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Protect Children From Abuse


Parliament Must Now Follow Through To Protect Children From Abuse

The New Zealand Parliament can be applauded for passing the second reading of the Crimes (Abolition of Force as a Justification for Child Discipline) Amendment Bill, says Save the Children New Zealand's Executive Director, John Bowis.

"The job now is to follow through by passing the bill, without watering it down with amendments, through committee and third reading stages. This is just one important step towards preventing child abuse and encouraging the use of alternative forms of discipline. Seeking to define a light smack misses the point. Physical punishment doesn't work and is often more about adult anger than teaching right from wrong," John Bowis said.

"Save the Children New Zealand funded research by Terry Dobbs, 'Insights', makes it very clear that children do not learn good behaviour from physical punishment. Children surveyed say that the result of such punishment is that they feel unloved, some become angry while others become withdrawn. Children said smacking made them feel angry, upset and fearful – and was not an effective form of discipline.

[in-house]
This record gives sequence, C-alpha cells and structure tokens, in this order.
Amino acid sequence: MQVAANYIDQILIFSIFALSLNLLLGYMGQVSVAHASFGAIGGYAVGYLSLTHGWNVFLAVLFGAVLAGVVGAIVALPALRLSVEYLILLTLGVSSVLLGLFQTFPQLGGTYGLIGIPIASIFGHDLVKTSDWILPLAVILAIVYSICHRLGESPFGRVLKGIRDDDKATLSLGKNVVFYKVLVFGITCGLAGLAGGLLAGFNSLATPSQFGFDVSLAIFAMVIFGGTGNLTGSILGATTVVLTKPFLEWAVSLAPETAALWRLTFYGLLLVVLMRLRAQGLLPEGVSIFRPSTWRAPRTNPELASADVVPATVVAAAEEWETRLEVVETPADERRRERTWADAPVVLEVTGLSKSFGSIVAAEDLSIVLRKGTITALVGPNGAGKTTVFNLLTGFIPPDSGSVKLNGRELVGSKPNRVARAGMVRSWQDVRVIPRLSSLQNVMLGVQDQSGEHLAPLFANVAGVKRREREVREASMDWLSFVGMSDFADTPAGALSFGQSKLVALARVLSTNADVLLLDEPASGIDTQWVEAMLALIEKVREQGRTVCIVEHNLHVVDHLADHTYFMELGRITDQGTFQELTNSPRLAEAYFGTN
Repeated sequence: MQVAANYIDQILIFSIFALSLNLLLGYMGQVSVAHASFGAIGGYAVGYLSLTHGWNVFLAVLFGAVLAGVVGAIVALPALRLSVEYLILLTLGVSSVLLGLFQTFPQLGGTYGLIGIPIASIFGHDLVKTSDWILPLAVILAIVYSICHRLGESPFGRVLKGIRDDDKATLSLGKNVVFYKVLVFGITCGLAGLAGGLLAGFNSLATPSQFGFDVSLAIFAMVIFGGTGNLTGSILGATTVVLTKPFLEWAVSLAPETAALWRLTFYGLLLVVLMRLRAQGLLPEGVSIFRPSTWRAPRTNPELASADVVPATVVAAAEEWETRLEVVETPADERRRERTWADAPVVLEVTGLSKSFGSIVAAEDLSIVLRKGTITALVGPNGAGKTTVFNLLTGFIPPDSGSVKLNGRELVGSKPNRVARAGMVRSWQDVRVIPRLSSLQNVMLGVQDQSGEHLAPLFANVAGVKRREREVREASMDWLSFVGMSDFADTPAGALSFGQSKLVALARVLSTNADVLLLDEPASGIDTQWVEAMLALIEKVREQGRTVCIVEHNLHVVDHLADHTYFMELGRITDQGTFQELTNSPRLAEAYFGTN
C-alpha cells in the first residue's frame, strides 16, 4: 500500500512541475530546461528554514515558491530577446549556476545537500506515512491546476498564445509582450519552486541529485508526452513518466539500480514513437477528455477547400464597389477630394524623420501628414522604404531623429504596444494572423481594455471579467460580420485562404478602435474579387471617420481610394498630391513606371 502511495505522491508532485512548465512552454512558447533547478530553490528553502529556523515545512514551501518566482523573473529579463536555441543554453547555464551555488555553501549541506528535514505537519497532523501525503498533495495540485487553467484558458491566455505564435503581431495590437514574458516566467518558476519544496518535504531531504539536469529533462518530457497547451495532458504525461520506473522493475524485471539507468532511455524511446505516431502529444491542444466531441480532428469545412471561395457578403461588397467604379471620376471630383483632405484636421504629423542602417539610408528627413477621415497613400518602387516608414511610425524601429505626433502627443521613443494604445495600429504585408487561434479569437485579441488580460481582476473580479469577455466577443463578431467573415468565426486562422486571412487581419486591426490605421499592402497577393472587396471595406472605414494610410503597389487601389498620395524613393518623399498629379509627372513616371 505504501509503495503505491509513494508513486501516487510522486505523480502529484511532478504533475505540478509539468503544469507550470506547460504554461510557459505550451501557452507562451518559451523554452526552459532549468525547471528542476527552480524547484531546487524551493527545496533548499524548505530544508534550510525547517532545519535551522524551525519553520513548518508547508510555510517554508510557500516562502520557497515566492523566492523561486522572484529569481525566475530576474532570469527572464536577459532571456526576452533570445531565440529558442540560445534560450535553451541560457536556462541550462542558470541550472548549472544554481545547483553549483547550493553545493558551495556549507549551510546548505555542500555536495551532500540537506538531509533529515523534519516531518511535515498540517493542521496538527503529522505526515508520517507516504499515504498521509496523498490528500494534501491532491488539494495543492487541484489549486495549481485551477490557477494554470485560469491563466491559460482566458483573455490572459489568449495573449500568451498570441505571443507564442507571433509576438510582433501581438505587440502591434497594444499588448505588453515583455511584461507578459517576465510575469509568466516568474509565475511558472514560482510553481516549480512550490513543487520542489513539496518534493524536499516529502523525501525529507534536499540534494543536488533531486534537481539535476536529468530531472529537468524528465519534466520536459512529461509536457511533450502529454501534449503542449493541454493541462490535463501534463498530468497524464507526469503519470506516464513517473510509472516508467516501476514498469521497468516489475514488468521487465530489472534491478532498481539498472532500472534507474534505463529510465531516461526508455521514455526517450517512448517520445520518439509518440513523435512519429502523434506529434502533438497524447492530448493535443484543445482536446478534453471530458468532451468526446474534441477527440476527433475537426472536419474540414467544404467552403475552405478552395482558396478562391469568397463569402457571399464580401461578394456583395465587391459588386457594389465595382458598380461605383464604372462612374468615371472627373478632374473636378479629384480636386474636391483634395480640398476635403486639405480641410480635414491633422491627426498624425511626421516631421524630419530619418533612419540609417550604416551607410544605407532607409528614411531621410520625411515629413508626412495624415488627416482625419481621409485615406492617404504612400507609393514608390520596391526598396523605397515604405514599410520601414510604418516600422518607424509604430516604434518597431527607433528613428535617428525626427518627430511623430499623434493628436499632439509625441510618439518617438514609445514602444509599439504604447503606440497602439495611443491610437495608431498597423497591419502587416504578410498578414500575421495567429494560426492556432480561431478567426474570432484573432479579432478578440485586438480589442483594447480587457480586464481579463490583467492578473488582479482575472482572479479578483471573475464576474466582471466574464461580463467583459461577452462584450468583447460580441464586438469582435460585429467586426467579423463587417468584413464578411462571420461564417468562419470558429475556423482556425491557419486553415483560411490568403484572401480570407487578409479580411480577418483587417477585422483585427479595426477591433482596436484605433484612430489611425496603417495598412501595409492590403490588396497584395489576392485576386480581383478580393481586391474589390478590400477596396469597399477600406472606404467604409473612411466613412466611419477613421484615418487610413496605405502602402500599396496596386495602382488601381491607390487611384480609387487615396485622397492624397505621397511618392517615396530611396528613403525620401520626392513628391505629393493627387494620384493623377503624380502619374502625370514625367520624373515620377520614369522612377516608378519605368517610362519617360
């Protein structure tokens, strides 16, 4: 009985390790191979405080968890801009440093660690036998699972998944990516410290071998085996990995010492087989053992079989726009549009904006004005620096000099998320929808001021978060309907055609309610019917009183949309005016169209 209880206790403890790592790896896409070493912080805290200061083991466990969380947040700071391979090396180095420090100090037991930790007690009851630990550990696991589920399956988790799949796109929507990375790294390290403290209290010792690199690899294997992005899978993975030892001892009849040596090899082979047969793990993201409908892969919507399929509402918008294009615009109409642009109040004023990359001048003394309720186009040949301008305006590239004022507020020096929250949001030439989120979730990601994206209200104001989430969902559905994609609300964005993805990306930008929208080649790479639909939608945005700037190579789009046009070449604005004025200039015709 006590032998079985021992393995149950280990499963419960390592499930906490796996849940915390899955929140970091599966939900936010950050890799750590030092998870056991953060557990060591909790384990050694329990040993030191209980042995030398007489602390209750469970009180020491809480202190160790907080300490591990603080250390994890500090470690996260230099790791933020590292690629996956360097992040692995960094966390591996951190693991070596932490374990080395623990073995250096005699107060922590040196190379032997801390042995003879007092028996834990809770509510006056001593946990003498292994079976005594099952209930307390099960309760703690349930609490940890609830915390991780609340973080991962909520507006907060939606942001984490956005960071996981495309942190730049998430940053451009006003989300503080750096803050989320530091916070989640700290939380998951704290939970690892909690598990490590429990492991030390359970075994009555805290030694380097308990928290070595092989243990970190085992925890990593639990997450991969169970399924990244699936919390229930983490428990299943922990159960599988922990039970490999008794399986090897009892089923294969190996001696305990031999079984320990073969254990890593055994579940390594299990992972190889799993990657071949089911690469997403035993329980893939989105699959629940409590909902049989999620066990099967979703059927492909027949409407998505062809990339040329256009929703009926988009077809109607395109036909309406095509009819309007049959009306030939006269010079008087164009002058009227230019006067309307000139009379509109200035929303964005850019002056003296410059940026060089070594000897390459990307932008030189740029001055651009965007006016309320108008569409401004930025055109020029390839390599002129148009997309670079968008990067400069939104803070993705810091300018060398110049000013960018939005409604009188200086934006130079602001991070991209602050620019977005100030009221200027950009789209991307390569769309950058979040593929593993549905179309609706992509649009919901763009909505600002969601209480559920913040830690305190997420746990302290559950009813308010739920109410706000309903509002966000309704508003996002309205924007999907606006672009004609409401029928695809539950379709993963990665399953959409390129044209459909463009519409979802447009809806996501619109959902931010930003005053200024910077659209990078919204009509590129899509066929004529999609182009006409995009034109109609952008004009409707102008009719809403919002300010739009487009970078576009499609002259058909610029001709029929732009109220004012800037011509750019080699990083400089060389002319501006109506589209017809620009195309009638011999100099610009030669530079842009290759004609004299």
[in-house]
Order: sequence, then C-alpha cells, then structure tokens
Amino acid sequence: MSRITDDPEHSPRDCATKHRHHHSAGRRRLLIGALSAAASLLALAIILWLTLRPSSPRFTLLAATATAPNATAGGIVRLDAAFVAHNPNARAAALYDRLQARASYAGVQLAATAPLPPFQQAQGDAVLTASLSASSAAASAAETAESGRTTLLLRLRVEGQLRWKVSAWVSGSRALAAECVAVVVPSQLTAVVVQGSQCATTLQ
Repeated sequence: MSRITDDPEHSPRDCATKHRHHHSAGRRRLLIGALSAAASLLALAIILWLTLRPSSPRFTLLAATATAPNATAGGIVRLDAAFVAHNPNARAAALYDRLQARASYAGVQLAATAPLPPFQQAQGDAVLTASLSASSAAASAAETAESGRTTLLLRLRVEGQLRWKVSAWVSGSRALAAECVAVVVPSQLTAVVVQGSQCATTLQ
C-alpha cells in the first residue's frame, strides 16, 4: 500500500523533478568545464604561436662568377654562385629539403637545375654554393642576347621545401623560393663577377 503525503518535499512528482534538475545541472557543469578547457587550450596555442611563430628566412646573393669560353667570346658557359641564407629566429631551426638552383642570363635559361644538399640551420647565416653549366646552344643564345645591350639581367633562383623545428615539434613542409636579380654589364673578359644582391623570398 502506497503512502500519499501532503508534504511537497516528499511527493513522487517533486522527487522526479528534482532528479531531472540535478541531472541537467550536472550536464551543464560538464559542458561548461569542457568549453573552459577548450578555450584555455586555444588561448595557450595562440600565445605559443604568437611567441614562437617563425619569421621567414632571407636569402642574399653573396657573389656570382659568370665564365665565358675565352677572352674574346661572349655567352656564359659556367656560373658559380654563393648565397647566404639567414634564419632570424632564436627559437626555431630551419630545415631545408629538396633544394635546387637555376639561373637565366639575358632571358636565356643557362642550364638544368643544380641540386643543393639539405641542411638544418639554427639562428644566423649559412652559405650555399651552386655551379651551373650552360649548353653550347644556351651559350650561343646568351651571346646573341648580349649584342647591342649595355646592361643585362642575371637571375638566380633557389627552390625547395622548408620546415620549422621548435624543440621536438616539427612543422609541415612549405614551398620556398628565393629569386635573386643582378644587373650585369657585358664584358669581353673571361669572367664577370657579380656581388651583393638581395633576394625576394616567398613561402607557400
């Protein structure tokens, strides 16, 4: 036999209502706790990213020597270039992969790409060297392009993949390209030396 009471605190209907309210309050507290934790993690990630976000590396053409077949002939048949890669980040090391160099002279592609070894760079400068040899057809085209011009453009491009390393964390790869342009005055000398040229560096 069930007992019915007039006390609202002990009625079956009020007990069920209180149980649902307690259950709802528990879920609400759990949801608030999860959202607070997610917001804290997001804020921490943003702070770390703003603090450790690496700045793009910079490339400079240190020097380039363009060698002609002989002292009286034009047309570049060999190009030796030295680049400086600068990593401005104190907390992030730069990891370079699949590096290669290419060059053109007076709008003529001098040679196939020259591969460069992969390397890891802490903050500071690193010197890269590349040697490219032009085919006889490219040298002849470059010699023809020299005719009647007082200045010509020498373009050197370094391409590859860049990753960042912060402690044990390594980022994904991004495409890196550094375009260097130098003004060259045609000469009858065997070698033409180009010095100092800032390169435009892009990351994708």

"It is time to offer further assistance to parents who need support and urgently find ways to reduce child abuse in New Zealand so we can once again be proud of our position in the world as a good place for children to grow up in. It is encouraging to see the favourable voting on the Bill taking us one step further towards achieving this goal.

"In addition to protecting children, passing the Bill will enable New Zealand to meet its international and moral responsibility to uphold the right of children to be protected from abuse. As a signatory to the United Nations Convention on the Rights of the Child we have agreed to protect children from all types of mistreatment including physical punishment.

"The key message from the United Nations Study on Violence Against Children, released last year, was that 'No violence against children is justifiable. Children should never receive less protection than adults.' Former United Nations Secretary General Kofi Annan went on to say that governments 'should as a matter of urgency explicitly prohibit all forms of violence against children.'

"New Zealand is already well behind the international community in terms of protecting children as shown by the recent UNICEF child well-being report, which placed New Zealand at the bottom of 24 OECD (30 so-called rich nations) countries when it comes to deaths from accidents and injuries per 100,000 under 19 year olds.

"If Parliament does not support the Bill as it stands, New Zealand will not be upholding its international responsibilities. Even more importantly, we will be failing to give children the same protection from assault as adults," John Bowis said.


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